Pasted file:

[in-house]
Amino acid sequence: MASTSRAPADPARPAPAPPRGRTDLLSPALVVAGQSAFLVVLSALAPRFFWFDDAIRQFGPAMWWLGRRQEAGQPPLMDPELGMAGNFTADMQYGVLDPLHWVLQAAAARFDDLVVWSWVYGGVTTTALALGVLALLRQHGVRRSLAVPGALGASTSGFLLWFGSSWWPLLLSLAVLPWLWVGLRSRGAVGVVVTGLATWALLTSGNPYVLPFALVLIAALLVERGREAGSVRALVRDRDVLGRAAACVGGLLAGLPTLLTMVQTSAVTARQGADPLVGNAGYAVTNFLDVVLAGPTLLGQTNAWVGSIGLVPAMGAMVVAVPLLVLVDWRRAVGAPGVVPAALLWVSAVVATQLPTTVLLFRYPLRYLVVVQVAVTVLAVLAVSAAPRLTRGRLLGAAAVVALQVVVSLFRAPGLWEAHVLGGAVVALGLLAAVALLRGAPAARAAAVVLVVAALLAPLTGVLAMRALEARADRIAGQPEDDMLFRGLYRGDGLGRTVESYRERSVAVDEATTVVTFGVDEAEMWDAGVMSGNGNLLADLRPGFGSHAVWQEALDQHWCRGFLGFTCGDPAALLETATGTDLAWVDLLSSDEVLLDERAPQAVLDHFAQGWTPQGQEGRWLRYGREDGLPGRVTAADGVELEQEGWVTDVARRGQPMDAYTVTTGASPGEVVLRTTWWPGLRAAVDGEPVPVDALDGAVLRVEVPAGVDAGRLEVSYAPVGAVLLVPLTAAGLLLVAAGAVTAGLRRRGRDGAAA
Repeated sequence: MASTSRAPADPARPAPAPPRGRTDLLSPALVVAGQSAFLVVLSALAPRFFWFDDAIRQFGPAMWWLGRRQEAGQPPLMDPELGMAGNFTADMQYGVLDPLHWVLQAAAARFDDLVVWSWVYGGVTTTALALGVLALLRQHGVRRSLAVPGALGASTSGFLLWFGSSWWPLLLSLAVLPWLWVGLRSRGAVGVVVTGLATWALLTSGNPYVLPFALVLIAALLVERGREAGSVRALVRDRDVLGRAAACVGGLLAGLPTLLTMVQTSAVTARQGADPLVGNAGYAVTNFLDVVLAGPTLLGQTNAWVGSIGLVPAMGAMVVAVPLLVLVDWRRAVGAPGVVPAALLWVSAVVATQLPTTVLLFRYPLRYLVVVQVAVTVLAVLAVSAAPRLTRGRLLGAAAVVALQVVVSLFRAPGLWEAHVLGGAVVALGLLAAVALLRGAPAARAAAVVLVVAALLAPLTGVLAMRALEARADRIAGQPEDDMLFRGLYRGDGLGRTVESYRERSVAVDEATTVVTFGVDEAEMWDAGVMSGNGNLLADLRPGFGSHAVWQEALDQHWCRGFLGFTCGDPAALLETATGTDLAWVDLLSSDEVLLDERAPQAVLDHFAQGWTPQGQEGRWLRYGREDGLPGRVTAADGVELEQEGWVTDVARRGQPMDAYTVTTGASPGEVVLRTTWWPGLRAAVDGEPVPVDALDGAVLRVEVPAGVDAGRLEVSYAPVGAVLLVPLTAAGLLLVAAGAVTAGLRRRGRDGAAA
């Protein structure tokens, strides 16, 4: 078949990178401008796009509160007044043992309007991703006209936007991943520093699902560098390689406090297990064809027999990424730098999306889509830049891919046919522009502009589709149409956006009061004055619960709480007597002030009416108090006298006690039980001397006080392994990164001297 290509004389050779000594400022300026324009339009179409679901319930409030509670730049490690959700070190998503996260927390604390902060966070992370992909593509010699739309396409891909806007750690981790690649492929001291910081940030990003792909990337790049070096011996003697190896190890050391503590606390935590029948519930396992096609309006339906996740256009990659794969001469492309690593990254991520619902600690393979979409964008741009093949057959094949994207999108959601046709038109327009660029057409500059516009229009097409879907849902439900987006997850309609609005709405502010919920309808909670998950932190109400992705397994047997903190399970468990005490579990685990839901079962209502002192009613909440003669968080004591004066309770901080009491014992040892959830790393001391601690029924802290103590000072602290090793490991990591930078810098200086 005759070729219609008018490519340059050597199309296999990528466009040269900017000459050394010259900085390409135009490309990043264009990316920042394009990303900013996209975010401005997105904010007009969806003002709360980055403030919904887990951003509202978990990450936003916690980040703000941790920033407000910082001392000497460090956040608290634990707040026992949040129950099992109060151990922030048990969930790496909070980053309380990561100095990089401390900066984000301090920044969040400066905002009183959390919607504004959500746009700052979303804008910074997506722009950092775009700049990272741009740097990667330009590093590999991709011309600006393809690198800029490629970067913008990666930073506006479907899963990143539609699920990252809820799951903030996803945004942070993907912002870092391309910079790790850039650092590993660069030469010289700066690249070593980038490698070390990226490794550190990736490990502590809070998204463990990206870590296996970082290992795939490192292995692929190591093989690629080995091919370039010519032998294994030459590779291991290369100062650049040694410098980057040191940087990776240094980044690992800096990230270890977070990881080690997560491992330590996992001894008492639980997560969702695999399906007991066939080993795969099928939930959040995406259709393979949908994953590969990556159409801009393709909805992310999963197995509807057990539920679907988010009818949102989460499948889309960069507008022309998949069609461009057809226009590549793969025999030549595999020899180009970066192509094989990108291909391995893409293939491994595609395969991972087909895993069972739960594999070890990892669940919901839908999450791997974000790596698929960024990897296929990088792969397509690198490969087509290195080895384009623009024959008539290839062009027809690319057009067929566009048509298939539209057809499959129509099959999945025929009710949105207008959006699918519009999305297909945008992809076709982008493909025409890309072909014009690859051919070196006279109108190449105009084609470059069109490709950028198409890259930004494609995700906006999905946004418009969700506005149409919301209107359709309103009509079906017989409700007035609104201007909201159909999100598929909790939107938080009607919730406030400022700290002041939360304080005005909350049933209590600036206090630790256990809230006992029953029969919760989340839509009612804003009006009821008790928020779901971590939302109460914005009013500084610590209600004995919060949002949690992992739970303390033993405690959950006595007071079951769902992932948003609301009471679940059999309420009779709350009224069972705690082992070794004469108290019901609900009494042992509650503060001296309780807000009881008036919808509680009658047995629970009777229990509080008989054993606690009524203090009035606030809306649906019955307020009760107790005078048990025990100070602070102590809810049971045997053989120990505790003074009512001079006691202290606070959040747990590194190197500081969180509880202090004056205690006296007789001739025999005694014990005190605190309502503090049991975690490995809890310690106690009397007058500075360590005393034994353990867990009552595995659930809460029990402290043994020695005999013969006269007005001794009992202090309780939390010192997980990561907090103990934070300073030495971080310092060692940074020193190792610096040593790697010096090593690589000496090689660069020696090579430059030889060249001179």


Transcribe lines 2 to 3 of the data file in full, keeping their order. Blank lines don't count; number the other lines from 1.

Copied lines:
Amino acid sequence: MASTSRAPADPARPAPAPPRGRTDLLSPALVVAGQSAFLVVLSALAPRFFWFDDAIRQFGPAMWWLGRRQEAGQPPLMDPELGMAGNFTADMQYGVLDPLHWVLQAAAARFDDLVVWSWVYGGVTTTALALGVLALLRQHGVRRSLAVPGALGASTSGFLLWFGSSWWPLLLSLAVLPWLWVGLRSRGAVGVVVTGLATWALLTSGNPYVLPFALVLIAALLVERGREAGSVRALVRDRDVLGRAAACVGGLLAGLPTLLTMVQTSAVTARQGADPLVGNAGYAVTNFLDVVLAGPTLLGQTNAWVGSIGLVPAMGAMVVAVPLLVLVDWRRAVGAPGVVPAALLWVSAVVATQLPTTVLLFRYPLRYLVVVQVAVTVLAVLAVSAAPRLTRGRLLGAAAVVALQVVVSLFRAPGLWEAHVLGGAVVALGLLAAVALLRGAPAARAAAVVLVVAALLAPLTGVLAMRALEARADRIAGQPEDDMLFRGLYRGDGLGRTVESYRERSVAVDEATTVVTFGVDEAEMWDAGVMSGNGNLLADLRPGFGSHAVWQEALDQHWCRGFLGFTCGDPAALLETATGTDLAWVDLLSSDEVLLDERAPQAVLDHFAQGWTPQGQEGRWLRYGREDGLPGRVTAADGVELEQEGWVTDVARRGQPMDAYTVTTGASPGEVVLRTTWWPGLRAAVDGEPVPVDALDGAVLRVEVPAGVDAGRLEVSYAPVGAVLLVPLTAAGLLLVAAGAVTAGLRRRGRDGAAA
Repeated sequence: MASTSRAPADPARPAPAPPRGRTDLLSPALVVAGQSAFLVVLSALAPRFFWFDDAIRQFGPAMWWLGRRQEAGQPPLMDPELGMAGNFTADMQYGVLDPLHWVLQAAAARFDDLVVWSWVYGGVTTTALALGVLALLRQHGVRRSLAVPGALGASTSGFLLWFGSSWWPLLLSLAVLPWLWVGLRSRGAVGVVVTGLATWALLTSGNPYVLPFALVLIAALLVERGREAGSVRALVRDRDVLGRAAACVGGLLAGLPTLLTMVQTSAVTARQGADPLVGNAGYAVTNFLDVVLAGPTLLGQTNAWVGSIGLVPAMGAMVVAVPLLVLVDWRRAVGAPGVVPAALLWVSAVVATQLPTTVLLFRYPLRYLVVVQVAVTVLAVLAVSAAPRLTRGRLLGAAAVVALQVVVSLFRAPGLWEAHVLGGAVVALGLLAAVALLRGAPAARAAAVVLVVAALLAPLTGVLAMRALEARADRIAGQPEDDMLFRGLYRGDGLGRTVESYRERSVAVDEATTVVTFGVDEAEMWDAGVMSGNGNLLADLRPGFGSHAVWQEALDQHWCRGFLGFTCGDPAALLETATGTDLAWVDLLSSDEVLLDERAPQAVLDHFAQGWTPQGQEGRWLRYGREDGLPGRVTAADGVELEQEGWVTDVARRGQPMDAYTVTTGASPGEVVLRTTWWPGLRAAVDGEPVPVDALDGAVLRVEVPAGVDAGRLEVSYAPVGAVLLVPLTAAGLLLVAAGAVTAGLRRRGRDGAAA